Opposition for sake of opposition

27

Malik Ashraf

THE two hotly debated subjects at the moment and which also resonated in the National Assembly and Senate are the tax amnesty scheme unfurled by the government and the budget that the government is going to present before completion of its tenure. The major opposition parties have out- rightly rejected the tax amnesty scheme whereas there is also a permeating view that the government which only has two months left in its mandated period should not be presenting the budget for the next year and leave it to the coming government. Imran Khan as usual has threatened not to let the government present the budget. The opposition parties in a democratic dispensation have the right and responsibility to subject the government policies to incisive scrutiny and challenging them on a rational basis but unfortunately opposition in Pakistan means, destabilizing the incumbent government and rejecting anything that it tries to implement while fulfilling its duties as a representative govt. This is exactly what has transpired in the position taken by the opposition parties on both these issues.
As regards tax amnesty it is not something out of this world. This policy initiative has been tried the world over with varying success. People in every country tend to evade taxes and in certain cases park their illegal money in foreign countries. So the governments in these countries do resort to special measures to bring back as much money as possible to supplement the revenue collection measures put in place within the country. Countries in the Asian continent like Indonesia, Malaysia and India have also successfully implemented amnesty schemes. Indonesia through a similar scheme in 2016 netted $ 330 billion when 745,000 tax payers came forward to declare their assets. India also collected $ 10 billion in 2016 through a similar arrangement. Other countries including UK, Australia, Germany, Italy, South Africa and Chile to name a few, have also taken advantage of this option at different times. The biggest advantage of this policy initiative is that it increases tax revenue at a very low administrative cost and also helps to boost trust in the tax- paying public and drive for voluntary tax compliance. The scheme announced by Pakistan government has some positives and is reflective of its good intentions in regards to bringing back the black money and enhancing the tax base. No matter how many people avail this opportunity the country in any case will be getting something out of the money that is lying outside the country. Besides whatever amount is repatriated would help in boosting foreign exchange reserves and correcting the trade imbalance.
The measures to bring more people into the tax net are conceptually also beyond reproach. Development and welfare projects need revenues at the disposal of the government which come through taxes. The move to convert the ID cards into tax numbers and reducing the tax slabs are good and positive initiatives which will surely help in meeting the objective of a broader tax base as well as relief to salaried and lower income groups. It is a shame that in a country of 210 million only 0.7 million people pay income tax. Bringing more people in the domain of direct taxes would enable the government to reduce its reliance on indirect taxes which ultimately are a burden on the common man. As is evident the scheme is not without its merits and its outright rejection by the opposition has no rationale except opposition for the sake of opposition. It is perhaps pertinent to mention that the PPP had also announced amnesty scheme in 2008 and Imran Khan had also benefitted from the amnesty scheme during Musharraf era. The argument that the outgoing government does not have the right to present the budget for the next year and should not venture to do so is also absolutely flawed and irrational, more so the threat to thwart the presentation and passage of the budget. They fail to realize that the previous budget would run only up to 30th June and if no budget is passed for the next year before that and is left to the next government it would create a financial crisis in the country. The interim government in any case would not have the mandate to present a budget for the future government because as per the decision of the SC it cannot take major policy decisions except for ensuring the holding of election for transition of power. If the budget is not passed before the installation of the interim government how would it incur expenditure which has not been authorized by the proper forum i.e. Parliament.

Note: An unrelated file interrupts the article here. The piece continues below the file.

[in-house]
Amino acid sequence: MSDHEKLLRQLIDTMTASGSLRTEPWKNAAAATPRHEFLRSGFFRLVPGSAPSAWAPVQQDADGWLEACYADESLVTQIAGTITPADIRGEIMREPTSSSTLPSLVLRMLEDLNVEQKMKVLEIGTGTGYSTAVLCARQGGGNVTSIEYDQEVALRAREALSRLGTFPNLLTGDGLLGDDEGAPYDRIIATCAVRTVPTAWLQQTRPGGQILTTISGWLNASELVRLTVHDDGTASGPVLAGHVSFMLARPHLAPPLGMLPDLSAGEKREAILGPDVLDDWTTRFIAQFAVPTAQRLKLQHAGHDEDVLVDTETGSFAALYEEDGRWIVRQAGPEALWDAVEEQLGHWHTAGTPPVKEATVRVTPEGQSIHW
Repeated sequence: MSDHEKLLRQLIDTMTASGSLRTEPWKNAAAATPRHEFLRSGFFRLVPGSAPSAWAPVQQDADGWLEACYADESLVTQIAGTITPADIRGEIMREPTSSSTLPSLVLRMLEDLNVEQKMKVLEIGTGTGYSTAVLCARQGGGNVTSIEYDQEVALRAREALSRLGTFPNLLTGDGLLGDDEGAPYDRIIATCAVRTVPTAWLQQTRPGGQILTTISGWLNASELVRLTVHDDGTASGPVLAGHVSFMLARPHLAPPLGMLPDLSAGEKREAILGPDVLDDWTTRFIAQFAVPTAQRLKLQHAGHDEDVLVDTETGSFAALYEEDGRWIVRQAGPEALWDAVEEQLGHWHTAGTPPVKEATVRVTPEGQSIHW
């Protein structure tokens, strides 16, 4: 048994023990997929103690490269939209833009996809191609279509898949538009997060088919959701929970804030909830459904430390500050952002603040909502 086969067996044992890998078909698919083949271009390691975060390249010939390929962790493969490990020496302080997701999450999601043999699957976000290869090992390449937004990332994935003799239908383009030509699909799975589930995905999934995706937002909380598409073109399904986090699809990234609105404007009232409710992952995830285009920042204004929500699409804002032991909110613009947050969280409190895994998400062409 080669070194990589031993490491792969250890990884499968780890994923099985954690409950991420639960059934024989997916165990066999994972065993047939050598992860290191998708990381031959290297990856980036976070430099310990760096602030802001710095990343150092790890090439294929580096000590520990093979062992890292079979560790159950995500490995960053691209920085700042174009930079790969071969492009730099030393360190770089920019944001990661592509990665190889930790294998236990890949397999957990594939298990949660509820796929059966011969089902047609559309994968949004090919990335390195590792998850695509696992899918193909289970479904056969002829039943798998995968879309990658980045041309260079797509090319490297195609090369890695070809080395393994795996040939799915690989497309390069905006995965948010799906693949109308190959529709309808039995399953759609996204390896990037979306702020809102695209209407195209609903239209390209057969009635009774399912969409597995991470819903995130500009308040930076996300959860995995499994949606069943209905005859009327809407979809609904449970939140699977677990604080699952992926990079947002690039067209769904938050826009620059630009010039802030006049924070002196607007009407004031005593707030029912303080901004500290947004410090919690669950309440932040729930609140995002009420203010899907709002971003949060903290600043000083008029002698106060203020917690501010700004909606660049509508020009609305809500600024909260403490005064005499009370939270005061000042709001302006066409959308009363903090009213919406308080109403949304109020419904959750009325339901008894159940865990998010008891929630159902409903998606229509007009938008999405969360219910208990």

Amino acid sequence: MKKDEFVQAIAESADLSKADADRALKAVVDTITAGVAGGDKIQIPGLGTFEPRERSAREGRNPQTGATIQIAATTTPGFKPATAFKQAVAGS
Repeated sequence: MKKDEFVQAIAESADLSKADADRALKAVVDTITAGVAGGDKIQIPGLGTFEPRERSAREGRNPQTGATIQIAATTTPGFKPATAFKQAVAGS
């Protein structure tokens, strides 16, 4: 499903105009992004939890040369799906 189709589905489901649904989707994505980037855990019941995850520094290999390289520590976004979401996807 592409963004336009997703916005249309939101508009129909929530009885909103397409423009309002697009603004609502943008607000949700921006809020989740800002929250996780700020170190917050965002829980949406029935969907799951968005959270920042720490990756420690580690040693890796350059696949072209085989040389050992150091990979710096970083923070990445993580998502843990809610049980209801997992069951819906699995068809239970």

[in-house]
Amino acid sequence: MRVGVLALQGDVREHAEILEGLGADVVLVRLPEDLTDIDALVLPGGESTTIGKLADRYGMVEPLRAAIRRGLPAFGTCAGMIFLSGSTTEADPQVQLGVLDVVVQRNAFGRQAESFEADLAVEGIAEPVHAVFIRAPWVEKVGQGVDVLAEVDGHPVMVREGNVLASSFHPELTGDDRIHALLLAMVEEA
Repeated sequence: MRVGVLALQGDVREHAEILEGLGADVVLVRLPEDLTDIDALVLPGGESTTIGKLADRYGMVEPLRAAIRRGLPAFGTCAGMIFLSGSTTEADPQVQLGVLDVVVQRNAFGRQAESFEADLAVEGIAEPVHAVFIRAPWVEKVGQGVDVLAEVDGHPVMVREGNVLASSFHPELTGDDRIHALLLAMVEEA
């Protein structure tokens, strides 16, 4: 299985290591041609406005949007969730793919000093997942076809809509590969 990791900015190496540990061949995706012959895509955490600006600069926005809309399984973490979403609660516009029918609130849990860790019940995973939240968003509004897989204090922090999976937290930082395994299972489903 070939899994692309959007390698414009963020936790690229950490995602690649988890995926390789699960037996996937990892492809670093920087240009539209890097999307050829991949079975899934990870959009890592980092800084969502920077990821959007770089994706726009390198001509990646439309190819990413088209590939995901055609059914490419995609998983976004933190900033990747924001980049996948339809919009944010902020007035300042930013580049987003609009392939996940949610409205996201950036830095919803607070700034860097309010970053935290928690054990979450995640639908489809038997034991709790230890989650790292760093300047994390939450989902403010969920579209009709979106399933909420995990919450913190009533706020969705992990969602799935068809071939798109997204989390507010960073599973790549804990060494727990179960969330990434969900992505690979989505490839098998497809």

Yet another thing totally neglected by the opponents is that the future government if it is other than the PML (N) would have the full authority to make necessary changes in the budget as per their own manifesto. Therefore, instead of creating hurdles in the presentation of the budget the opposition parties should make sure that the budget is presented and approved before the incumbent government goes out to accord legitimacy to the expenditure that would be required to be incurred for conducting the elections and running day to day government affairs. They need to set worth emulating democratic traditions to strengthen democracy in the country and refrain from indulging in disruptive politics. The madness and knack for political vendetta must come to an end. The PTI particularly would be well advised to abandon its culture of creating chaos and anarchy in the country and come up with a credible political manifesto and creed to win the franchise of the people. The country needs continuation of democracy as it was only through democracy that it could move forward. The people must be allowed to give their verdict regarding who rules the country on their behalf
— The writer is freelance columnist based in Islamabad.